Get 100 Atari Classics for the iPhone / iPad for $14.99 USD

The incredibly generous Atari's Greatest Hits for iOS was released yesterday to the iTunes store. You can have 100 Atari classics for $14.99 or you can purchase various game packs such as the Asteroids pack, Warlords pack, or one of the many others for as little at $1.29.

Many of the included games work with Bluetooth multiplayer. For example, Canyon Bomber, Air Sea Battle, Space Duel, Tempest, Street Racer, Flag capture, all of the real Sports titles and many more allow you to play with a friend in the same room.  The 2600 cart version is also available for most of the arcade games. Also, some of the included games were never released on an original physical cart (Tempest 2600 with Bluetooth multiplayer anyone?)

18 of the titles are original arcade games and 82 are 2600 classics (and some not so). Pong is included free when you download the free demo app in the store.

(8bitjeff is Jeff D. Fulton)


Gamasutra Warns Of The Coming "Gamepocalypse"

Over at Gamasutra they have a greta new article by Tadhg Kelly named What Games Are: The Mac App Store And The PC Gamepocalypse.

The pie ce crystalizes some thoughts that have been bandied about in 8bitrocket.com towers for the past few weeks: The App Paradigm Shift.  Tadhg says that he believes the natural price for games is about $5.00.  I'm not sure that any regular readers of this site could argue, as many wish they would see $5.00 per unit sold!   He also believes the "Gampocalypse" will be good for indie developers:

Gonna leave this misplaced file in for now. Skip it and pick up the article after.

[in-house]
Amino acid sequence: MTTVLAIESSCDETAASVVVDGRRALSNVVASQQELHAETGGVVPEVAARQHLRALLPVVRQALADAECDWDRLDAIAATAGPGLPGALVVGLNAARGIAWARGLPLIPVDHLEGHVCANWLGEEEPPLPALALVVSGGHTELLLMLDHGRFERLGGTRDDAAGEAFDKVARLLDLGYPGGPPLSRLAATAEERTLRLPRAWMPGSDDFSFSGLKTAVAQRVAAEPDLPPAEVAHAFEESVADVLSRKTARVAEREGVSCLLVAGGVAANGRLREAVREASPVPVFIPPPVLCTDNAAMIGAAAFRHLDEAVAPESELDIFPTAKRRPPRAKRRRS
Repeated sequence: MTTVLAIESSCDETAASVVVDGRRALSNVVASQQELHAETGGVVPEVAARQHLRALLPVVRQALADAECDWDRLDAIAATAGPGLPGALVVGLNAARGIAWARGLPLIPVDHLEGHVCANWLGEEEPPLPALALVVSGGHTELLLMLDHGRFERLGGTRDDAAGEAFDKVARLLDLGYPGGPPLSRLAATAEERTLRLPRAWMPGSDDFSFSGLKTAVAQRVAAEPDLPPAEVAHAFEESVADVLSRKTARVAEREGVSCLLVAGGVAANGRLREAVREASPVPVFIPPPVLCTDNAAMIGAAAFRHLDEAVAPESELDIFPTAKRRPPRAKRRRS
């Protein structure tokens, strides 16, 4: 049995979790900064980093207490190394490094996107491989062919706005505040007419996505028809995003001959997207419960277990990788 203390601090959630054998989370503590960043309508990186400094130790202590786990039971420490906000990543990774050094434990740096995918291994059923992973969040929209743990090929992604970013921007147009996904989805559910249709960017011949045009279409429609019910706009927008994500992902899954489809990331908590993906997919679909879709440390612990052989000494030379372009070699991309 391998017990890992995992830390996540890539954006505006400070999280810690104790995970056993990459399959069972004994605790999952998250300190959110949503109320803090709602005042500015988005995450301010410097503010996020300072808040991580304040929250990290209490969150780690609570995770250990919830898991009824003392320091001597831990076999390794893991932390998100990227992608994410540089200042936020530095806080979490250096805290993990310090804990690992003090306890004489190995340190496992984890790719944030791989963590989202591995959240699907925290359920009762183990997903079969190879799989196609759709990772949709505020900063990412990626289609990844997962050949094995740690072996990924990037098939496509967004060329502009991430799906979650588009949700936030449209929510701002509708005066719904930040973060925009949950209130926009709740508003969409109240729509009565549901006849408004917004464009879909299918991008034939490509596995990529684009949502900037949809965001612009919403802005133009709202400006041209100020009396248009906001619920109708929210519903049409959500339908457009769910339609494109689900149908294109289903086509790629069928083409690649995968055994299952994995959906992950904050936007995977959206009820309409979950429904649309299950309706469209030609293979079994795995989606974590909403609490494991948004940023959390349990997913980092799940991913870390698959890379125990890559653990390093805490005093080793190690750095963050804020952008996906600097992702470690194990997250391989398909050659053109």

"I think that what app stores are going to do to the desktop market is bring its pricing into line with where it naturally wants to be. In the process this is going disempower many developers and publishers who believe their business model should be ARPU-based rather than volume-based. It will reduce the number of big-budget games to only a handful, perhaps making those games seem like the ultra-premium Gucci bag game, where most others are simply regular bags.

And yet it will also empower many newer developers."

You can read more about Tadhg on his blog: http://whatgamesare.com/

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